Courtesy of Wall Street Journal
By Claire Prudhomme
All students living on campus at the Catholic University of America are required to quarantine until September 6 to maintain campus security from outbreaks of the virus. Students are under strict rules and guidelines created by the school to benefit the health of the student population.
The freshmen at Catholic University will have been under quarantine for two weeks this coming Sunday. D.C. Mayor Muriel Bowser required anyone arriving from the list of states with a high risk of COVID-19 to be quarantined for two weeks upon arrival.
Quarantine entails that students may be on various parts of campus, but cannot leave the boundaries of campus. Students must stay within the perimeter of campus but are permitted to leave their buildings and access all other outdoor areas on campus. They have access to the mailroom, outdoor seating areas, and, due to a lack of traditional dining and seating, food tents have been provided for students.
As food was not accessible in the Pryzbyla Center, the food tents ensured that students would neither congregate in large groups nor gather in buildings that are not their own. Residence Life came up with an alternative to have tents placed in various spots around campus with accessibility to different buildings so students could obtain their food safely. Students are also allowed to order food from UberEats and other food delivery services.
Quarantine does restrict the freshmen on campus from leaving to go to Starbucks, the Barnes and Noble bookstore, restaurants on Monroe Street, or any other off-campus location. New rules have also been put in place regarding masks being worn around campus, accessibility inside of buildings, and socialization taking place outside of the buildings.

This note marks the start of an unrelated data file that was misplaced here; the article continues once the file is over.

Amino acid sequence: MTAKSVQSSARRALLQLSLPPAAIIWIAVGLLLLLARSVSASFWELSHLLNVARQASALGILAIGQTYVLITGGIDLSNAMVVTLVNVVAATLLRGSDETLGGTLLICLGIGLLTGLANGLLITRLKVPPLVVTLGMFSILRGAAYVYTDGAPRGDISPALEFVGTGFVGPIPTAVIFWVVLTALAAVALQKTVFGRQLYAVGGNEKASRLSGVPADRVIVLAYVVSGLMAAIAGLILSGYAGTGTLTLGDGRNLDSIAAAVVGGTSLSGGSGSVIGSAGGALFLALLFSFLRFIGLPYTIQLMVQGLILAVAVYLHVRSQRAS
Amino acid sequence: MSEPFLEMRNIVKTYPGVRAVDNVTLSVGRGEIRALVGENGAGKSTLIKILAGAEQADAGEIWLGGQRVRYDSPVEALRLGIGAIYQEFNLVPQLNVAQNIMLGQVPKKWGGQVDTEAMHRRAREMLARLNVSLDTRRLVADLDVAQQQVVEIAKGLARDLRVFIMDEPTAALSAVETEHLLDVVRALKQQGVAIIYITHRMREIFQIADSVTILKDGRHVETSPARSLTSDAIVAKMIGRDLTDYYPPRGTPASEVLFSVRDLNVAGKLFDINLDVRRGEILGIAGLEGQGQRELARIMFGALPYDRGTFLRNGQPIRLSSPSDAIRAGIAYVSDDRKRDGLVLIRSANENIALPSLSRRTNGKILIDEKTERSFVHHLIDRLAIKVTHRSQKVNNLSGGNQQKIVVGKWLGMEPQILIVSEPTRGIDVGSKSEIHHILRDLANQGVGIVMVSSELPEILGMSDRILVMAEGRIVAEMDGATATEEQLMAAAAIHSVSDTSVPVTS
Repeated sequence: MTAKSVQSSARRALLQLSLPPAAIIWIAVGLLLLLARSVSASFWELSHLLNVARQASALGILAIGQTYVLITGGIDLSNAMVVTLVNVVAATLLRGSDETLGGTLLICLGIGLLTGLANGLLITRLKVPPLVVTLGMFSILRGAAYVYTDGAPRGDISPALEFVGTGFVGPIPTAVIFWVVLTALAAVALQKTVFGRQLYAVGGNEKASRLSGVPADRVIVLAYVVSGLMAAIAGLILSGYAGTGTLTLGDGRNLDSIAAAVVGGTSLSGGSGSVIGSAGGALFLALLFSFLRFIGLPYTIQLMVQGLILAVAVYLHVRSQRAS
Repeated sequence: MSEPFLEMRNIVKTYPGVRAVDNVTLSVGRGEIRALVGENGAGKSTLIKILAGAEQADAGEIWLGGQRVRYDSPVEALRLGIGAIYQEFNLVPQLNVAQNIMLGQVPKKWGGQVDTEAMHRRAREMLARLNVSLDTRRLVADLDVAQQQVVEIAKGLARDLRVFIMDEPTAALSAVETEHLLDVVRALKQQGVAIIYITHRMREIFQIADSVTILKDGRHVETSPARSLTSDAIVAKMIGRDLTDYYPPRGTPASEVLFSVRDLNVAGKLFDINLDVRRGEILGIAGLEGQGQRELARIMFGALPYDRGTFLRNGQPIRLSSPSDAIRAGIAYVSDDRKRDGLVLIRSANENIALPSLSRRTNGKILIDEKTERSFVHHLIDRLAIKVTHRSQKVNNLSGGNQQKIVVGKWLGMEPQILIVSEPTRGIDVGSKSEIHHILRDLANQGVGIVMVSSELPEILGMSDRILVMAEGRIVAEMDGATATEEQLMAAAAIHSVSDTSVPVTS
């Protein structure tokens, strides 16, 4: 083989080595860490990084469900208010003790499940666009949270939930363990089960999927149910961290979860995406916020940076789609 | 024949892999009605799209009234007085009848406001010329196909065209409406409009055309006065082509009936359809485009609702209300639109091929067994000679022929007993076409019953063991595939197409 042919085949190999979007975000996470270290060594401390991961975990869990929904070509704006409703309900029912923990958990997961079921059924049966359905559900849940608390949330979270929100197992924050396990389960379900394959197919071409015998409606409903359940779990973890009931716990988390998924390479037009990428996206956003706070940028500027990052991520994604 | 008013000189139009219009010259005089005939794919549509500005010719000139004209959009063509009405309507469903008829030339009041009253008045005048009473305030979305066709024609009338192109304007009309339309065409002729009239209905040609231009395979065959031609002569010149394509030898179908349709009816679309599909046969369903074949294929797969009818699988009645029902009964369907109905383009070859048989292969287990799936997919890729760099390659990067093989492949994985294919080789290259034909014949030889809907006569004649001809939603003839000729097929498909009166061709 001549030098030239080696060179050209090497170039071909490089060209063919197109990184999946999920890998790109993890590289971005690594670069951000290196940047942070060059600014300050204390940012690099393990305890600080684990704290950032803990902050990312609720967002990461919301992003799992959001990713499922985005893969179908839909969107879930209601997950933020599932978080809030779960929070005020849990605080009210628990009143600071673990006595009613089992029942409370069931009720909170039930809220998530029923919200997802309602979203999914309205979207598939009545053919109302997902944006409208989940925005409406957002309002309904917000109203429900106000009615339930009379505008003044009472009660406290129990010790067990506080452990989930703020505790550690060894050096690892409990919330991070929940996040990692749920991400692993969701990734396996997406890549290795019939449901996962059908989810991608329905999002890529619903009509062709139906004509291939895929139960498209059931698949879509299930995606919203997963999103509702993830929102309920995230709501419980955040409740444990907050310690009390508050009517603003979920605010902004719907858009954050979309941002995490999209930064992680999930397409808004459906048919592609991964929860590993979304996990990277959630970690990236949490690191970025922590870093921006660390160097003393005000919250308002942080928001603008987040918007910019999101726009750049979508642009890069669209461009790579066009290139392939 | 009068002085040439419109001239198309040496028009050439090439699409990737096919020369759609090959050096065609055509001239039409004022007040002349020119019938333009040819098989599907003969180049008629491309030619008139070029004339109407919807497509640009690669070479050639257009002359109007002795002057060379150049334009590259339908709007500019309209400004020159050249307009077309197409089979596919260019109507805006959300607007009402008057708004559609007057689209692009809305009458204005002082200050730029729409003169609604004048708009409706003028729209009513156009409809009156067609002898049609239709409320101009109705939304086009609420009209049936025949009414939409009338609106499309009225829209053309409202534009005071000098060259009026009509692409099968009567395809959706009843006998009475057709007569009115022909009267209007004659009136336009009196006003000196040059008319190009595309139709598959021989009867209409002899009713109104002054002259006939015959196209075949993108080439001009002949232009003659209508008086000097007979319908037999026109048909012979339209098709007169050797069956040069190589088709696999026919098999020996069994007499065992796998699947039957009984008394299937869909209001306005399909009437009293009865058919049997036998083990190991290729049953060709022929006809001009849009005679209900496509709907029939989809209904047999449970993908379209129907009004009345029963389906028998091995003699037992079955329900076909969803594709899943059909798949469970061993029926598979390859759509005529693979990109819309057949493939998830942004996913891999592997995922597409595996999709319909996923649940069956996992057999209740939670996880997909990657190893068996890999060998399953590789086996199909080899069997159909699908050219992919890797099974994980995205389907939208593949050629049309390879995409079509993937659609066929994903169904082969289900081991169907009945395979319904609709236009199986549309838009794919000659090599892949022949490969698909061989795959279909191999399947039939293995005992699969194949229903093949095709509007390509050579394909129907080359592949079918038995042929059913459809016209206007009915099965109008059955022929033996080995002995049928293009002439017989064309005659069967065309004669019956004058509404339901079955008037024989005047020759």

A face-covering policy was instilled on August 20 stating that students, faculty, and all other members of the CUA community are required to wear masks while inside buildings on campus or walking outside around campus. The only time a member of the CUA community is allowed to remove his or her mask in a personal space.
A small number of students have failed to comply with procedures put in place, and Residence Life staff and other staff members have been put in an uncomfortable position of documenting students not abiding by the rules given.
Community Director Jenna Radkins has been heading many of the efforts in Residence Life this year and has been directly involved in the quarantine of the freshmen. She believes that students have been adjusting well to the policies and their new environment.
“For the most part, students are doing incredibly well wearing face coverings. It is really clear that they care and they understand the importance of taking preventative measures during this pandemic,” said Radskins. “It was absolutely a culture shift for some people and we in Residence Life have done our best to be sensitive to that.”
Justina Benvenuto, a freshman living on campus this year, shared that all people on campus are looking forward to the quarantine being lifted, but she is concerned that people may not take this change seriously.
“I would like to think that everyone will still abide by the mask and social distancing rules,” Benvenuto said. “We still have had the opportunity to meet and socialize with people… I just think that people might just think they are free to do whatever they want once quarantine is over.”
The quarantine will be lifted this Sunday and students will be allowed to explore various parts of D.C. with strict guidelines still in place. The restrictions of which the first-year students are currently under will be lessened, but many rules such as wearing masks at all times, social distancing, and washing hands will remain the same.